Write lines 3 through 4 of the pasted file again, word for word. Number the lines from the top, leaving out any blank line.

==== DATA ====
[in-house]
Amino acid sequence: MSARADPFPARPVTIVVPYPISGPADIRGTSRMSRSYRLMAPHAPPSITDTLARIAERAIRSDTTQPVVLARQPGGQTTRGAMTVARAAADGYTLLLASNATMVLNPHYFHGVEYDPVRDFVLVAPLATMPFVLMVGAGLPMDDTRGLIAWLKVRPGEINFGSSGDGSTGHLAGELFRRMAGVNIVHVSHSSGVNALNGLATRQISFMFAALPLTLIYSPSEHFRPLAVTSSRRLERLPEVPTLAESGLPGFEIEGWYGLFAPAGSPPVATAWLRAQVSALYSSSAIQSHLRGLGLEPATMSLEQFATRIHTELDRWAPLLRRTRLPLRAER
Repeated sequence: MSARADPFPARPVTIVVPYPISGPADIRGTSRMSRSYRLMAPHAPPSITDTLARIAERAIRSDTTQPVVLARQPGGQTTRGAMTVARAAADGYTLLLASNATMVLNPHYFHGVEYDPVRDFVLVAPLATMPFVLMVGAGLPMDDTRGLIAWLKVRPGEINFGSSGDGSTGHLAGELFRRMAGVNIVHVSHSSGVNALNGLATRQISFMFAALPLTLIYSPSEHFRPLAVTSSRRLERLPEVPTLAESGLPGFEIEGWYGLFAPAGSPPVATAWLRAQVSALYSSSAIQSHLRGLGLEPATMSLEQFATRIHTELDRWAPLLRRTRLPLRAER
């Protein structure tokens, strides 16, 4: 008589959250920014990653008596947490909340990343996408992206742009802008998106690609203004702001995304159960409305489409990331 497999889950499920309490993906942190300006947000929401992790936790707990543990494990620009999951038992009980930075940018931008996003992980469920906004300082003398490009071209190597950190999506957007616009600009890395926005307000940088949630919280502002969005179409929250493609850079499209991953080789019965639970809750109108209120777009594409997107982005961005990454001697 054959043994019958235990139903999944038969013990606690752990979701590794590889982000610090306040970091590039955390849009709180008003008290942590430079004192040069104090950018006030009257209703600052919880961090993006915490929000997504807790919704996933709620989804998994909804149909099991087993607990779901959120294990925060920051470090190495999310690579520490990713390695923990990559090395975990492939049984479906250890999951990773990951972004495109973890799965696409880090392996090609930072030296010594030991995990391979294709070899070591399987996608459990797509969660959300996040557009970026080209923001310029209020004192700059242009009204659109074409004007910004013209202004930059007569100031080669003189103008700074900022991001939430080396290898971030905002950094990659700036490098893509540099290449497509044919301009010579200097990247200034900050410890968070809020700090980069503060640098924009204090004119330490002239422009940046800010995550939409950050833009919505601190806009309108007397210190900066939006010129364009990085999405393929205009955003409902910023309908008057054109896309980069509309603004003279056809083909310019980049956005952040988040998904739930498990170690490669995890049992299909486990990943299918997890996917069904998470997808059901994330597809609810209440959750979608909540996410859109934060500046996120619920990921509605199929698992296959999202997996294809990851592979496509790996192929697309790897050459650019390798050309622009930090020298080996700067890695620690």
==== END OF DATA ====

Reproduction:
Repeated sequence: MSARADPFPARPVTIVVPYPISGPADIRGTSRMSRSYRLMAPHAPPSITDTLARIAERAIRSDTTQPVVLARQPGGQTTRGAMTVARAAADGYTLLLASNATMVLNPHYFHGVEYDPVRDFVLVAPLATMPFVLMVGAGLPMDDTRGLIAWLKVRPGEINFGSSGDGSTGHLAGELFRRMAGVNIVHVSHSSGVNALNGLATRQISFMFAALPLTLIYSPSEHFRPLAVTSSRRLERLPEVPTLAESGLPGFEIEGWYGLFAPAGSPPVATAWLRAQVSALYSSSAIQSHLRGLGLEPATMSLEQFATRIHTELDRWAPLLRRTRLPLRAER
């Protein structure tokens, strides 16, 4: 008589959250920014990653008596947490909340990343996408992206742009802008998106690609203004702001995304159960409305489409990331 497999889950499920309490993906942190300006947000929401992790936790707990543990494990620009999951038992009980930075940018931008996003992980469920906004300082003398490009071209190597950190999506957007616009600009890395926005307000940088949630919280502002969005179409929250493609850079499209991953080789019965639970809750109108209120777009594409997107982005961005990454001697 054959043994019958235990139903999944038969013990606690752990979701590794590889982000610090306040970091590039955390849009709180008003008290942590430079004192040069104090950018006030009257209703600052919880961090993006915490929000997504807790919704996933709620989804998994909804149909099991087993607990779901959120294990925060920051470090190495999310690579520490990713390695923990990559090395975990492939049984479906250890999951990773990951972004495109973890799965696409880090392996090609930072030296010594030991995990391979294709070899070591399987996608459990797509969660959300996040557009970026080209923001310029209020004192700059242009009204659109074409004007910004013209202004930059007569100031080669003189103008700074900022991001939430080396290898971030905002950094990659700036490098893509540099290449497509044919301009010579200097990247200034900050410890968070809020700090980069503060640098924009204090004119330490002239422009940046800010995550939409950050833009919505601190806009309108007397210190900066939006010129364009990085999405393929205009955003409902910023309908008057054109896309980069509309603004003279056809083909310019980049956005952040988040998904739930498990170690490669995890049992299909486990990943299918997890996917069904998470997808059901994330597809609810209440959750979608909540996410859109934060500046996120619920990921509605199929698992296959999202997996294809990851592979496509790996192929697309790897050459650019390798050309622009930090020298080996700067890695620690």